And then it occurred to us: maybe the categories are the problem–and maybe that means there shouldn’t be any categories at all. This was a strangely liberating idea. We kept the sex split, both because it seems less arbitrary than the above and because we feared our lists would be swamped with male roles otherwise (try filling out the female comedy roles under the traditional categories–brutal). We limited ourselves to people on the official Emmy ballot, which meant excluding favorites because of production-based eligibility problems (goodbye, British-based Doctor Who crew), because of genre (sorry, Venture Brothers–we’ll catch you next time), and because they simply didn’t appear on the ballot for reasons beyond our understanding (who dropped the ball on submitting Dan Byrd from Aliens in America?). We began with a list of 40 actors of each sex, then narrowed the list to 30 and ranked them. By assigning points to those rankings, we were able to compare and combine our lists to create a category-less Bacon Emmys. After complaining that there just weren’t enough spots to honor all of the excellent performances out there, we were pretty surprised to find that in the end we shared 21 ranked male actors and 21 ranked female actors–with one tie in the Lead Actor in a Drama category leading to 21 official male Emmy nominees in the “major” acting categories this year, that means our numbers are pretty much right on the real numbers. Some other patterns surprised us, too:

Male actors (in alphabetical order):

  • Alec Baldwin, 30 Rock
  • Steve Carell, The Office
  • Kyle Chandler, Friday Night Lights
  • Gaius Charles, Friday Night Lights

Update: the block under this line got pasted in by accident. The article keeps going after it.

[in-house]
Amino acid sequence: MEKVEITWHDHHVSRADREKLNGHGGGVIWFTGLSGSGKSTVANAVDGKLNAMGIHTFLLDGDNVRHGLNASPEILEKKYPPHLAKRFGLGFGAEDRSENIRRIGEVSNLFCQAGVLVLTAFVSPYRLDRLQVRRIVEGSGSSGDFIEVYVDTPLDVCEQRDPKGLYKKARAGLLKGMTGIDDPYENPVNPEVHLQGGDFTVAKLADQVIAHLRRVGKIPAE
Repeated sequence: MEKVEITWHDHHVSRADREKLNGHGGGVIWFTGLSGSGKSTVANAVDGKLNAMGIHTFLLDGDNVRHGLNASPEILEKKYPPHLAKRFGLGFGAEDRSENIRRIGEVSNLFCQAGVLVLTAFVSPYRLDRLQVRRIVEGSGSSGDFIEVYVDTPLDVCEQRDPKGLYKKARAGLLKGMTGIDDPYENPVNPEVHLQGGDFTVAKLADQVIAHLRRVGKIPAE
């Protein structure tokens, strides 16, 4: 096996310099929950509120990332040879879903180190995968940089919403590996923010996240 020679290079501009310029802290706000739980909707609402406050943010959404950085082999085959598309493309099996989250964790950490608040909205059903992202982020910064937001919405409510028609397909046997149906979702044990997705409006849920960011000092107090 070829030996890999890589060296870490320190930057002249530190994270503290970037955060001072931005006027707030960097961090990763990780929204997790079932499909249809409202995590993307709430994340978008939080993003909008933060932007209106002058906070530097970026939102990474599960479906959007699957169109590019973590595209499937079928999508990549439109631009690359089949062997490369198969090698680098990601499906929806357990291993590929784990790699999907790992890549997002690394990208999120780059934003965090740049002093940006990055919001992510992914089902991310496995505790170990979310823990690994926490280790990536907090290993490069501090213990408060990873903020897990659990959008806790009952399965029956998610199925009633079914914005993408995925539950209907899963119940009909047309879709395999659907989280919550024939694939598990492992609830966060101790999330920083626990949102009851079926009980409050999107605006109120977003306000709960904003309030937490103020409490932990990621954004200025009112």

• Henry Ian Cusick, Lost
  • Glenn Fitzgerald, Dirty Sexy Money
  • Neil Patrick Harris, How I Met Your Mother
  • Ed Helms, The Office
  • Michael Hogan, Battlestar Galactica
  • Hugh Laurie, House
  • Robert Sean Leonard, House
  • Zachary Levi, Chuck
  • Damian Lewis, Life
  • Zeljko Ivanek, Damages
  • Jack McBrayer, 30 Rock
  • Chi McBride, Pushing Daisies
  • Lee Pace, Pushing Daisies
  • Wendell Pierce, The Wire
  • Andre Royo, The Wire
  • Michael K. Williams, The Wire
  • Ray Wise, Reaper

Female actors (in alphabetical order):

  • Julie Benz, Dexter
  • Connie Britton, Friday Night Lights
  • Rose Byrne, Damages
  • Kristin Chenoweth, Pushing Daisies
  • Glenn Close, Damages
  • Tina Fey, 30 Rock
  • Anna Friel, Pushing Daisies
  • Ellen Greene, Pushing Daisies
  • Christina Hendricks, Mad Men
  • Holly Hunter, Saving Grace
  • January Jones, Mad Men
  • Angela Kinsey, The Office
  • Swoosie Kurtz, Pushing Daisies
  • Mary McDonnell, Battlestar Galactica
  • Elizabeth Mitchell, Lost
  • Adrianne Palicki, Friday Night Lights
  • Amy Pietz, Aliens in America
  • Jamie Pressley, My Name Is Earl
  • Sarah Shahi, Life
  • Sonja Sohn, The Wire
  • Natalie Zea, Dirty Sexy Money

For the record, Susannah’s top two ranked actors I didn’t list were Lost‘s Michael Emerson and FNL‘s Jesse Plemmons, while my top ranked she didn’t list were Breaking Bad‘s Bryan Cranston and It’s Always Sunny in Philadelphia‘s Charlie Day. For the women, her top two ranked picks I didn’t list were The Riches‘ Minnie Driver and Lost‘s Evangeline Lily, while my top picks she didn’t list were Tricia Helfer of Battlestar Galactica and Sunny‘s Kaitlin Olson.